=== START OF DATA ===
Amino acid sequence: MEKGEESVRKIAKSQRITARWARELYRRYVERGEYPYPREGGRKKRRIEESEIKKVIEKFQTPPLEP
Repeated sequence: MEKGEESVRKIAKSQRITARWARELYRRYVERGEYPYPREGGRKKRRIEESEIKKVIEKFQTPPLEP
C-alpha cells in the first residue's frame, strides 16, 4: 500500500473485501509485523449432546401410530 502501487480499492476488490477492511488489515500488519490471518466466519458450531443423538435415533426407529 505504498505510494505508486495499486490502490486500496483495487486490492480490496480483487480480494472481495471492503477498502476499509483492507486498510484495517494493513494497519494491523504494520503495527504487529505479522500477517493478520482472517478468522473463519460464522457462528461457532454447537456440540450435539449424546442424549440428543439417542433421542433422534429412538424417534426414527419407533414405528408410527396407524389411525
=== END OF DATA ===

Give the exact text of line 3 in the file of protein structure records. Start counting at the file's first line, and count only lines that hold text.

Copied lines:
C-alpha cells in the first residue's frame, strides 16, 4: 500500500473485501509485523449432546401410530 502501487480499492476488490477492511488489515500488519490471518466466519458450531443423538435415533426407529 505504498505510494505508486495499486490502490486500496483495487486490492480490496480483487480480494472481495471492503477498502476499509483492507486498510484495517494493513494497519494491523504494520503495527504487529505479522500477517493478520482472517478468522473463519460464522457462528461457532454447537456440540450435539449424546442424549440428543439417542433421542433422534429412538424417534426414527419407533414405528408410527396407524389411525